Last updated May 31, 2018 at 9:30 am
3D anatomy of skull reveals previously unknown details.
An ancient Australian fossil found in NSW has helped clarify the origin of modern bony fishes and other vertebrates in prehistoric history.
Researchers from Flinders University in Adelaide have described the 3D anatomy of the skull of a 400-million year old fossil fish, Ligulalepis, revealing previously unknown details of the pattern of dermal skull bones, shape of the brain cavity and other soft tissue features, such as nerves and blood vessels.
The oldest known bony fish can be traced back to around 425 million years. All are part of a sub-group called lobe-finned fish. However, most modern bony fish are part of a different sub-group called ray-finned fish, which can only be confidently traced back about 390 million years.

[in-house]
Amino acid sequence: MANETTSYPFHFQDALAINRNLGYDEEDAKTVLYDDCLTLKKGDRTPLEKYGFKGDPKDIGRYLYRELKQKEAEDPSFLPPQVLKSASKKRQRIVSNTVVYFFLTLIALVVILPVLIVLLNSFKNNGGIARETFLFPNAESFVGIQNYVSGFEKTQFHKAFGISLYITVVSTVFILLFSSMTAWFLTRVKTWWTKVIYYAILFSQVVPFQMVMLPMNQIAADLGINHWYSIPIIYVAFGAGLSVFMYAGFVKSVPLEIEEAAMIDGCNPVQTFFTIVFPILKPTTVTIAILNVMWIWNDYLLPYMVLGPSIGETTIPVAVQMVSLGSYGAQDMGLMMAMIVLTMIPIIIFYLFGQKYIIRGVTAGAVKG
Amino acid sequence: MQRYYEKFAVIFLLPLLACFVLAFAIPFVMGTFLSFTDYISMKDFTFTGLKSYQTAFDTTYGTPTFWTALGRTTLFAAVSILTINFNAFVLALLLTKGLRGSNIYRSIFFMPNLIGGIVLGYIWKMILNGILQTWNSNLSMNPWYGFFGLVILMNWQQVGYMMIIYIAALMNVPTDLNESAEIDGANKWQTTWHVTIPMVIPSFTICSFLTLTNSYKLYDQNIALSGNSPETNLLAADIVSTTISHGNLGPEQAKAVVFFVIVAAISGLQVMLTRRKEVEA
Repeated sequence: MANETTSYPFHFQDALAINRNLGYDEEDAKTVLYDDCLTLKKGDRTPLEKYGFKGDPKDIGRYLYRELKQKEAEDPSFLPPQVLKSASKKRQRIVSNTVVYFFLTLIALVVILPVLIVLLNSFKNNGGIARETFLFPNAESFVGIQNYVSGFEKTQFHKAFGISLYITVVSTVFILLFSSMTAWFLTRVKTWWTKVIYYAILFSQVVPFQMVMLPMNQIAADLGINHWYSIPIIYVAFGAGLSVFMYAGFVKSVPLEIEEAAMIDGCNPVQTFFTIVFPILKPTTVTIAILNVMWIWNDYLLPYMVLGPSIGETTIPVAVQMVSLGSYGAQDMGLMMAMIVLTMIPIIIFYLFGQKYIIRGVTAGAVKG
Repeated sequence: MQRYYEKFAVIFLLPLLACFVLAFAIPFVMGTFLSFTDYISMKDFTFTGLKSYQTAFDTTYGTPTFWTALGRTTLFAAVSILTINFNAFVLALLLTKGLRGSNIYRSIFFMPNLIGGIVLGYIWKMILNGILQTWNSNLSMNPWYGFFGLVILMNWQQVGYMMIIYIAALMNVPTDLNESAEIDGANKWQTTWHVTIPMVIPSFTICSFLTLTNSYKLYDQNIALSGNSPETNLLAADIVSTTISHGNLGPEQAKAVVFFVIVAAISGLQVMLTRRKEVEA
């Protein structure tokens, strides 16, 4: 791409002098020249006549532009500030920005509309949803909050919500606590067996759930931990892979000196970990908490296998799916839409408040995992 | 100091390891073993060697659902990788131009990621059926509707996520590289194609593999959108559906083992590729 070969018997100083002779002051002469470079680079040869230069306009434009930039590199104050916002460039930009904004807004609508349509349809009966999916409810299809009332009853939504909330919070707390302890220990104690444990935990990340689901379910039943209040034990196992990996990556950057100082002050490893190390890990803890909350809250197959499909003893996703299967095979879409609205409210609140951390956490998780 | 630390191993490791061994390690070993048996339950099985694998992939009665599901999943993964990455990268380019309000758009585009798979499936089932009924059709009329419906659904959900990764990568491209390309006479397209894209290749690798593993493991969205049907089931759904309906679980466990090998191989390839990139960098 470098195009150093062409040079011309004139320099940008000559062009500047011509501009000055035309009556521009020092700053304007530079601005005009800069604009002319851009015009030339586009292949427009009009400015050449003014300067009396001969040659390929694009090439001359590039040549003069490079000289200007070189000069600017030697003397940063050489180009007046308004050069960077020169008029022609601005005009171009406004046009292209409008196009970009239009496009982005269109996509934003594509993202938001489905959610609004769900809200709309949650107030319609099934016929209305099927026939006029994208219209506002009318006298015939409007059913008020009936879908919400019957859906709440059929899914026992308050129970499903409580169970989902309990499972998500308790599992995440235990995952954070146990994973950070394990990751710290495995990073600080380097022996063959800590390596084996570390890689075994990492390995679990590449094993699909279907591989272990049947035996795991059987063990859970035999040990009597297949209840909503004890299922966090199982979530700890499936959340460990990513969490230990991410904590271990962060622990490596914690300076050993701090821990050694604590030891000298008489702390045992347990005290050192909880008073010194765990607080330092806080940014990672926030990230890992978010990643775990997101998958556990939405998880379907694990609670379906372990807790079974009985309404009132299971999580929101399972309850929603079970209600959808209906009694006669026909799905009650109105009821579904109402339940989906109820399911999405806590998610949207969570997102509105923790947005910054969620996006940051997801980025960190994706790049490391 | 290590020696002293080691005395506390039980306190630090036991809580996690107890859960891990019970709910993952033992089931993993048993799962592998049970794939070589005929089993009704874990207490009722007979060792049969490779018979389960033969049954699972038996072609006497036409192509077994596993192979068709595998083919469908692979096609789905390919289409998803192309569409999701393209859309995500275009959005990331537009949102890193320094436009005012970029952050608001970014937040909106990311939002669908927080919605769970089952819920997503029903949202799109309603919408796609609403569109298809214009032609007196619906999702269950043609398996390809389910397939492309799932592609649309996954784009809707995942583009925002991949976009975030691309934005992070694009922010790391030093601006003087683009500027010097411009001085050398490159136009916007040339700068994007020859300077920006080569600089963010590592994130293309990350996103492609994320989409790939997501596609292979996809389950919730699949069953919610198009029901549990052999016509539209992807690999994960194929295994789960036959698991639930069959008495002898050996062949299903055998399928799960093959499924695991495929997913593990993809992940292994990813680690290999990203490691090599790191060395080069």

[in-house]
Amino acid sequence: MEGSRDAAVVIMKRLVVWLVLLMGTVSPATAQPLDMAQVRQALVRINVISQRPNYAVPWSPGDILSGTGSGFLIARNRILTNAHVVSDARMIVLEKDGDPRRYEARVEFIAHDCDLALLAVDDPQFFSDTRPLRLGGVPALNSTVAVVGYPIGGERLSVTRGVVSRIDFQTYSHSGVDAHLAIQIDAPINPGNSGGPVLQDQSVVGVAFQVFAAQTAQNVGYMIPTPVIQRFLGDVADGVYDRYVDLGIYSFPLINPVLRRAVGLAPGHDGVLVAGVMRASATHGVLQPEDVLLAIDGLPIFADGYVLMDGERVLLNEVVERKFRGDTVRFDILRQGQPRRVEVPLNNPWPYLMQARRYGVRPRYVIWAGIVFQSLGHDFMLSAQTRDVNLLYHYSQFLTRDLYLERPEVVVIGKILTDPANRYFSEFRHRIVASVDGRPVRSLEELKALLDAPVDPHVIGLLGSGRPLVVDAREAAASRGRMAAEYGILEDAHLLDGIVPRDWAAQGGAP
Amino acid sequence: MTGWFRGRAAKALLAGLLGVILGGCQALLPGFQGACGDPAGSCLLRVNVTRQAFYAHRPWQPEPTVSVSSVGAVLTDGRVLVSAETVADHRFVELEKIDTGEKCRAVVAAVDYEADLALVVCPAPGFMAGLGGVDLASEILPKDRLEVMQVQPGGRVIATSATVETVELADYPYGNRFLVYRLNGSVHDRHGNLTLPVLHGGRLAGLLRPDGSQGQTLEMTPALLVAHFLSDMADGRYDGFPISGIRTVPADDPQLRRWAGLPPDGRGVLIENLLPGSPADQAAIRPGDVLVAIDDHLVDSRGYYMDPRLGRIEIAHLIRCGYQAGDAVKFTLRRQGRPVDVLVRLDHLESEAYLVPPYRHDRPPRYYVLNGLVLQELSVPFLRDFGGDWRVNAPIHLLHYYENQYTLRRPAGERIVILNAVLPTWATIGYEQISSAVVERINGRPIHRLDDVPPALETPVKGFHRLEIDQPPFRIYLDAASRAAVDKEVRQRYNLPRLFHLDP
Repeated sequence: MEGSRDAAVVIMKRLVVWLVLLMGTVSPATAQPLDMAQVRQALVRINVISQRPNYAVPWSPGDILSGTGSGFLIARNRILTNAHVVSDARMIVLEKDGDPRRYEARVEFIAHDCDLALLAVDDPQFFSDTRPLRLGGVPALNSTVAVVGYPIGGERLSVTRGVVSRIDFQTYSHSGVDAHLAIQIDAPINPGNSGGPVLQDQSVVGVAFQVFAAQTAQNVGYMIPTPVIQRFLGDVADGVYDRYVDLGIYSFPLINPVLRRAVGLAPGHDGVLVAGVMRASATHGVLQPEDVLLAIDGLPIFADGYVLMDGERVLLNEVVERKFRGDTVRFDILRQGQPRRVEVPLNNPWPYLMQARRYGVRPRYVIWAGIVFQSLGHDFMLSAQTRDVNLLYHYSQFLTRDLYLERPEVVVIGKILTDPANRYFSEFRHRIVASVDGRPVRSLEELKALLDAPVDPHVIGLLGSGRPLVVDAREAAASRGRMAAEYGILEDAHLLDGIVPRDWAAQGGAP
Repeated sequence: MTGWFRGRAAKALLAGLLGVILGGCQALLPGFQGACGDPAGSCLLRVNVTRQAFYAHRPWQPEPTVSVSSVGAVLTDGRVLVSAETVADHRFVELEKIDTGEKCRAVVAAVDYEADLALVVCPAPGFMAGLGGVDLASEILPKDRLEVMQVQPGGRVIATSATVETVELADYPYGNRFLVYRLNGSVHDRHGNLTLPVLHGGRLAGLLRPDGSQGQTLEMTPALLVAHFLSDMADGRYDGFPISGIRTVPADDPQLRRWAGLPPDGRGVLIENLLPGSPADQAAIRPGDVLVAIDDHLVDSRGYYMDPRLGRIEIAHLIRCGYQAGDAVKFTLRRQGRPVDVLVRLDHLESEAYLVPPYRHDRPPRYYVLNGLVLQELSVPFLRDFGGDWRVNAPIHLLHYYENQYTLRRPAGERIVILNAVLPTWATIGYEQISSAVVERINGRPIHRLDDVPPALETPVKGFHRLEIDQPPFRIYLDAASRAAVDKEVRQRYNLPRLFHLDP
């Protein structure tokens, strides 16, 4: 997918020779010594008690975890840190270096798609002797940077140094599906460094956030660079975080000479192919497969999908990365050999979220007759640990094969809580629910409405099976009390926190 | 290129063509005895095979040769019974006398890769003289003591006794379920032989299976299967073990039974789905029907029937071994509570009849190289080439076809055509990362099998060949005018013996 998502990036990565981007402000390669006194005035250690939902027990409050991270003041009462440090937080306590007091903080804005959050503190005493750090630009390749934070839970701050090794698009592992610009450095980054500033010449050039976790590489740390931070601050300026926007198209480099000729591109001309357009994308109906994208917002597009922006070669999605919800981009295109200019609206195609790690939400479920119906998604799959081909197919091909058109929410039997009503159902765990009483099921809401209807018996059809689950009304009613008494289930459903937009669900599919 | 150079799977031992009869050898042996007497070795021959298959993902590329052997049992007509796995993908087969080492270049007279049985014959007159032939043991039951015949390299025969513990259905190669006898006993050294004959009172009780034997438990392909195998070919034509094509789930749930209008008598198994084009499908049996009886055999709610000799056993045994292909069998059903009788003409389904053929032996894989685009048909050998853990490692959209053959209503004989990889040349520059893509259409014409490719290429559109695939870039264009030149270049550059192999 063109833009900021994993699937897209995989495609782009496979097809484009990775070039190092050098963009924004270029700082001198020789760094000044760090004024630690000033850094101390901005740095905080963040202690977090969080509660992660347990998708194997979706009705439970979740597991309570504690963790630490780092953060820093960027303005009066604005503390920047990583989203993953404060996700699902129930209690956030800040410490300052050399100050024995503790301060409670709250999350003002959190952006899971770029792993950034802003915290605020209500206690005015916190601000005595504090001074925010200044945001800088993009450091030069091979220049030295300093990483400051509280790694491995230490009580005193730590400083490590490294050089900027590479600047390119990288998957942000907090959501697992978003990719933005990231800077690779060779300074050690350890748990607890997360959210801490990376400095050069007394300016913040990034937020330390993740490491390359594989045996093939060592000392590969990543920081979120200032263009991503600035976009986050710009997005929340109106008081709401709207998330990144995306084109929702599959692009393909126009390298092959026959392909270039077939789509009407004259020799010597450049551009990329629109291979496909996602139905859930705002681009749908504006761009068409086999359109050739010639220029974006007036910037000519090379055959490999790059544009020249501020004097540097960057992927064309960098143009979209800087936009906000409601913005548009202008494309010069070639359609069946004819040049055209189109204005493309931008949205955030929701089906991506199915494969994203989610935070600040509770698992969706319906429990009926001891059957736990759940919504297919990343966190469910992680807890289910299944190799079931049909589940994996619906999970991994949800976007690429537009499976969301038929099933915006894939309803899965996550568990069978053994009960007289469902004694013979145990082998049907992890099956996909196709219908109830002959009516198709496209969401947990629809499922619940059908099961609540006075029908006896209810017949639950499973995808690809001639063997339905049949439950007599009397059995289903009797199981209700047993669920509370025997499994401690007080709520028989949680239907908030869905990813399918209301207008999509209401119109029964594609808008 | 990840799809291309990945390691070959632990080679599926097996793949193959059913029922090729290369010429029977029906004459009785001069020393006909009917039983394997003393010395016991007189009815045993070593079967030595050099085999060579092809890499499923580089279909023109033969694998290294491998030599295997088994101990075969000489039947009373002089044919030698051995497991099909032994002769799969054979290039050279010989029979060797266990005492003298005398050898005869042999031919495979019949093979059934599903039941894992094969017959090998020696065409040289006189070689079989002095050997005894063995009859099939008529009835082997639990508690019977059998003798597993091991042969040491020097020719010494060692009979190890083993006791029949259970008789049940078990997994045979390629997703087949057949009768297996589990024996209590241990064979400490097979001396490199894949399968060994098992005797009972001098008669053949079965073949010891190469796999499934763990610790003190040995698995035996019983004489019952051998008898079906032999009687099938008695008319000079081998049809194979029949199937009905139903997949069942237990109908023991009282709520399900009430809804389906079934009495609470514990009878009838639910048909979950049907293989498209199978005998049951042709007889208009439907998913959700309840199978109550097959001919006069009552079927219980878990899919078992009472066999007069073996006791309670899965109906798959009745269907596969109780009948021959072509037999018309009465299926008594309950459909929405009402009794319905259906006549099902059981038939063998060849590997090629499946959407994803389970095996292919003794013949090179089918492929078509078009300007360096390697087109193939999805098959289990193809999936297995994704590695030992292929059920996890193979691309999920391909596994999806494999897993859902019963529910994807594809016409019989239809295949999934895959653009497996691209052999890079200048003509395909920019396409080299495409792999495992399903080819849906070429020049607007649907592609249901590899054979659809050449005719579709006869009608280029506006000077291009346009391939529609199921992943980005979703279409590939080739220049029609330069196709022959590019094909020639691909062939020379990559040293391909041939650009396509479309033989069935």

The species Ligulalepis was once thought to represent the oldest ray-finned fish. However, subsequent studies have disputed its position in the evolutionary tree.
To address this, Dr Alice Clement and colleagues re-examined the original Ligulalepis skull fossil, alongside a newly discovered second skull fossil of the same species. Modern X-ray scanning techniques were used to produce detailed 3D models of both skulls and compare them to other prehistoric bony fish.
The experiments identified many previously unknown features of the Ligulalepis skull that suggest the species was not a ray-finned fish; rather, it existed just before bony fish split into two sub-groups (lobe-finned and ray-finned).
The analysis also suggests Ligulalepis was the species most closely related to another group of fish called psarolepids.
Overall, these findings clarify our understanding of the evolutionary tree of all vertebrates, including humans.
The paper published in the journal eLife.